Motherhood in all its facets


It’s hard to determine where I nurtured my love for art because it’s like it’s been in my blood from birth. I grew up hearing “We’ll be back late tonight, it’s opening night at the gallery” and the endless phone calls my dad received from international clients in languages ​​I didn’t understand at home. era. A lot of the things my parents did didn’t make sense to me, but they looked like premonitions of what my future held; they felt good.

My parents were at the root of this passion, but the turning point was the discovery of Peggy Guggenheim – one of the most fascinating women to walk on this earth, in my humble opinion.

I discovered it spontaneously while walking around Venice, the summer before my first year of college. When I entered the Peggy Guggenheim collection, I immediately recognized a Picasso painting to my right, in front of me a hanging Calder, to my left a Magritte. Basically I could see a Jean Arp, a Pollock and a Dalí… it seemed to me that all the great modernist artists were there, present, in the room.

She had lived within these walls, and every work in sight had been hers. Before leaving the museum, I bought his autobiography “Out of this Century: Confessions of an Art Addict”And embarked on a journey to become someone I didn’t know I could be. And although I discovered her quite late, life since has been a little more exciting – like she can make all the boring things shine, and all distant dreams seem attainable.

Guggenheim was born into the wealthy New York Guggenheim family, destined for a life of ostentatious riches and pretentious people. His father died in the Titanic tragedy in 1912; she stayed with her mother and her two sisters, Hazel and Benita. Death and dissociation became the mainstays of her youth, and she has always been considered the “black sheep” of the Guggenheims.

She married writer Laurence Vail and had two children: Sindbad and Pegeen. Their problematic marriage led to an unfair divorce in which her children were separated – Sindbad left with Laurence and she kept Pegeen. In her memoir, she mentions feeling like she had nothing in common with Sinbad other than their physical resemblance. Pegeen, on the other hand, was “the love of her life” – they were close and adoring each other, but no matter how hard she tried, Guggenheim felt she didn’t know how to be a mother to Pegeen.

They led terribly similar lives, so much so that it was Pegeen’s problematic marriage that drove her to suicide at age 41. The destroyed maternities did not stop either. Peggy’s sister, Benita, died in childbirth and Hazel’s two sons ‘fell’ from the roof of the Surrey Hotel. divorced. Tragedy after tragedy. Kafkaesque, almost.

In fact, it was thanks to the death of her own mother and the $ 450,000 fortune left in her name that she was able to open her first gallery, “Guggenheim Young”, in London in 1938. With the war, she was forced to leave London and settle in New York City. In 1939, artists were desperate to sell art, and at one point Guggenheim was buying a painting a day at ridiculously low prices – in her memoir, she remembers buying a Dalí while in bed. In addition to buying, she also urged artists to leave Europe and settle in the United States. In 1942, she opened her second gallery, “Art of this Century”, and with this opening, Guggenheim became the bridge between European and American art, between surrealism and abstract expressionism. The link between brains like Picasso, Miró and Giacometti and Paul Klee, Mark Rothko and Clyfford Still, his new jewels. She considered herself “the midwife” of the American avant-garde, having given many great names in modern art their first solo exhibition.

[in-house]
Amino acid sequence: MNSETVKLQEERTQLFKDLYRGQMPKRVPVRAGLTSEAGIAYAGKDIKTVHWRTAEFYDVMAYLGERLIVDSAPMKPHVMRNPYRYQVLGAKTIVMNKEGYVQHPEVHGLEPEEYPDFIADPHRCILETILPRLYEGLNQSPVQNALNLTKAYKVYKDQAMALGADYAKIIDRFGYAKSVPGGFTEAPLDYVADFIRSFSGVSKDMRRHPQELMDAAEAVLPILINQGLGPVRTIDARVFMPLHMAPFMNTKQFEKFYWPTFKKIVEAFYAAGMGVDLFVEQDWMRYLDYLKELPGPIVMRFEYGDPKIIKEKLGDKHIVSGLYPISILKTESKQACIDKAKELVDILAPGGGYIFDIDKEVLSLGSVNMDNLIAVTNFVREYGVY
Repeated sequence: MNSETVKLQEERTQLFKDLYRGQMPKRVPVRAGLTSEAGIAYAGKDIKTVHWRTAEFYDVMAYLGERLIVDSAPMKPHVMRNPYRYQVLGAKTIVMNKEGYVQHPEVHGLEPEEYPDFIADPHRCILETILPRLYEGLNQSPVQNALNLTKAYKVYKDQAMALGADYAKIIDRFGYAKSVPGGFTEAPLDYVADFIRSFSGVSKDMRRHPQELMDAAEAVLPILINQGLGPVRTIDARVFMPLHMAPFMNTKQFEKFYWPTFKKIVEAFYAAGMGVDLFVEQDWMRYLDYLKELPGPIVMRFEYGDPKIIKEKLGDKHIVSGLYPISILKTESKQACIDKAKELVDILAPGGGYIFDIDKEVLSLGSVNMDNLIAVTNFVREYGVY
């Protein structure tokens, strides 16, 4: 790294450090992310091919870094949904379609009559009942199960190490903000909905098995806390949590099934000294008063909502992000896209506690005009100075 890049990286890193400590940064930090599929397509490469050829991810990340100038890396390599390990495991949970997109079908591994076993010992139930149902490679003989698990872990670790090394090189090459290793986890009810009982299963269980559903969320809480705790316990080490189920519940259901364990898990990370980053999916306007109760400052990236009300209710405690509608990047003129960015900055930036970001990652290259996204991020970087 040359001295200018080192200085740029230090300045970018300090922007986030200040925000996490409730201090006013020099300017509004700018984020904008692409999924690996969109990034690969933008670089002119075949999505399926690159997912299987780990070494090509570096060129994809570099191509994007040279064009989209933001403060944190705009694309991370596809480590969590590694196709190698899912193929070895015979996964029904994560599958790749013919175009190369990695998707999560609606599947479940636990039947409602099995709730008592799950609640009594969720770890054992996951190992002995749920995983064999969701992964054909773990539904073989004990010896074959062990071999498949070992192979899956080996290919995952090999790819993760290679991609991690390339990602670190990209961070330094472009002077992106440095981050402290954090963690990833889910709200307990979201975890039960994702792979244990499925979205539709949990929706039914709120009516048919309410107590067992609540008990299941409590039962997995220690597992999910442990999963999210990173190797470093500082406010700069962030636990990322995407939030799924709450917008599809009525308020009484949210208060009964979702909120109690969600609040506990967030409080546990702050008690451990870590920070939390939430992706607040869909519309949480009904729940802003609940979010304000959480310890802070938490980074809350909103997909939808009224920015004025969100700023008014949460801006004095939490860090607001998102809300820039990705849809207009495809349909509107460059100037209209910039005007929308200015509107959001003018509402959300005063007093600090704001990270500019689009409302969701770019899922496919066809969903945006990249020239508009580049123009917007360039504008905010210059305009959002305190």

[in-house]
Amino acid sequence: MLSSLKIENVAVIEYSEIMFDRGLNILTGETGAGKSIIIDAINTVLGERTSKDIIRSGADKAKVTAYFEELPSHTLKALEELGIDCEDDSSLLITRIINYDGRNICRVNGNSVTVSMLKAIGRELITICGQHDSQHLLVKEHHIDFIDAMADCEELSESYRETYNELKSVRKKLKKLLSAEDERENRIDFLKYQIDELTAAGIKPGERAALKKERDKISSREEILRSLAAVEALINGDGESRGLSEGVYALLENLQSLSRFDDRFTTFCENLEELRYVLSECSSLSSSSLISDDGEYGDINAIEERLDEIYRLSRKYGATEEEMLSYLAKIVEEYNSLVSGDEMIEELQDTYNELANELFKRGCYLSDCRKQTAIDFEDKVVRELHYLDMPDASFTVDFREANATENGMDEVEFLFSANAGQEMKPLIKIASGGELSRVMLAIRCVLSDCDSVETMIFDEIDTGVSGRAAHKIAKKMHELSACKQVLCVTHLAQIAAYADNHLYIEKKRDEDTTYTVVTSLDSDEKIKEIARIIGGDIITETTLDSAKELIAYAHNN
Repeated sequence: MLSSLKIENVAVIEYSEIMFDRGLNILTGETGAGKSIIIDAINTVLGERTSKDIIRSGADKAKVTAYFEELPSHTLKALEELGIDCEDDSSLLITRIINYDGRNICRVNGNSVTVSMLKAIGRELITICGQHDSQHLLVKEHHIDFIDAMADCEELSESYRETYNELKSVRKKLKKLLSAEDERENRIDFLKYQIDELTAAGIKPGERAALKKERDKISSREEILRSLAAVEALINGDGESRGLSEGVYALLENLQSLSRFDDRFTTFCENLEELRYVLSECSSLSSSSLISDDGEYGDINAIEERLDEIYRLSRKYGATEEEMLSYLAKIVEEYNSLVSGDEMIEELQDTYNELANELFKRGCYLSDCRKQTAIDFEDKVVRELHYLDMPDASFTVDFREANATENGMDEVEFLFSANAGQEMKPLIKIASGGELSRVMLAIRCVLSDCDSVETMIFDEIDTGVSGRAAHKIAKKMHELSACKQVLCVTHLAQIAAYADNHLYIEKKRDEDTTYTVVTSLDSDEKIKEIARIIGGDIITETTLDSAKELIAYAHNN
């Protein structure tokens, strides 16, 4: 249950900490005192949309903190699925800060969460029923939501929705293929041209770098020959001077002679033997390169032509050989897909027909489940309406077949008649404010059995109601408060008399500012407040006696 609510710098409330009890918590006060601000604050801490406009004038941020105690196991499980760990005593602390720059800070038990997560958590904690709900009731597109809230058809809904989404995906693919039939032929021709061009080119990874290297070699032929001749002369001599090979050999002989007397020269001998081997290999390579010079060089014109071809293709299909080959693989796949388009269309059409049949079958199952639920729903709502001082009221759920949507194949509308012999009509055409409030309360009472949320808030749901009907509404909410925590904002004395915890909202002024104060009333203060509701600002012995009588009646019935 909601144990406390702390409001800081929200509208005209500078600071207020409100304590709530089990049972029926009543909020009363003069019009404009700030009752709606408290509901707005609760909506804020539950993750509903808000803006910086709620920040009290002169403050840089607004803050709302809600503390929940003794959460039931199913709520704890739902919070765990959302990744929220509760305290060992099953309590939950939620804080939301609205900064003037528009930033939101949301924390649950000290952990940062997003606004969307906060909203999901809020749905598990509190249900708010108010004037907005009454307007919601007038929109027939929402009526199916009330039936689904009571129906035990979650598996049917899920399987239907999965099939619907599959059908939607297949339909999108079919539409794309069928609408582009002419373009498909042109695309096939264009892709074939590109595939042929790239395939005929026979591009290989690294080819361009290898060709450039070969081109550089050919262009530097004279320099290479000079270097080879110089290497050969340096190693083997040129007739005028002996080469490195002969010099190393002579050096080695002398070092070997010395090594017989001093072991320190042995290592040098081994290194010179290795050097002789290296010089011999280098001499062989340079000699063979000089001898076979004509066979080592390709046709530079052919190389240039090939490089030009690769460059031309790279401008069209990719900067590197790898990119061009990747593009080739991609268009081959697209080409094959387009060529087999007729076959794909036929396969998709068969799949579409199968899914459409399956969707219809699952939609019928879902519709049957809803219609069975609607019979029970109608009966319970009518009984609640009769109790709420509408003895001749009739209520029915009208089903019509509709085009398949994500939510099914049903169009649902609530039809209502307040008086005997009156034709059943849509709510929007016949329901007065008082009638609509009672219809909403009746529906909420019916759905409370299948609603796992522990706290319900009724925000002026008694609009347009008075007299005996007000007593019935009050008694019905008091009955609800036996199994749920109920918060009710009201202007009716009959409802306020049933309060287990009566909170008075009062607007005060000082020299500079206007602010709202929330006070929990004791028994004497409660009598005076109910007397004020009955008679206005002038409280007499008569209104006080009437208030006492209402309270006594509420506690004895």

Perhaps her most incredible work as a matron was the discovery of Jackson Pollock, who was job as a maintenance worker for the museum of his uncle, the Solomon R. Guggenheim of New York (then Museum of Non-Objective Painting), when they first met. She sees potential and invests herself, as she had done before with several other artists. She did it “. Guggenheim commissioned Pollock to create a mural that would go on the exterior wall of his house in the city; to date, it is the artist’s greatest work.

Art was Guggenheim’s identity – she married to the wall, the medium, the work and the artist. She was his greatest creation. Guggenheim managed to own the largest collection of modern art for the ridiculous sum of $ 40,000. Today there is not a single painting in his collection which could be purchased for an eighth of that value.

What art would be today if it hadn’t been, we’ll never know. What is certain is that she was the first of her kind. A reincarnation of Isabelle d’Este but eccentric, sensual and promiscuous. She nourished art as one nourishes one’s last breath. She has raised artists and created a haven for them to flourish and develop. Guggenheim has become the Mecca for connoisseurs, patrons and appreciators to come together.

Her role as a matron is global, family ties condemned to the mother of a whole generation. An incessant one, because I too found a mother in Peggy Guggenheim. And while I won’t have the opportunity to marry Max Ernst, nor to have Marcel Duchamp as my mentor and best friend, I would love to find my own artists and invest in the magic with a brushstroke. Art is a way of life. One way to grow. A way to die.

The artistic editor of the daily Cecilia Duran can be contacted at [email protected]

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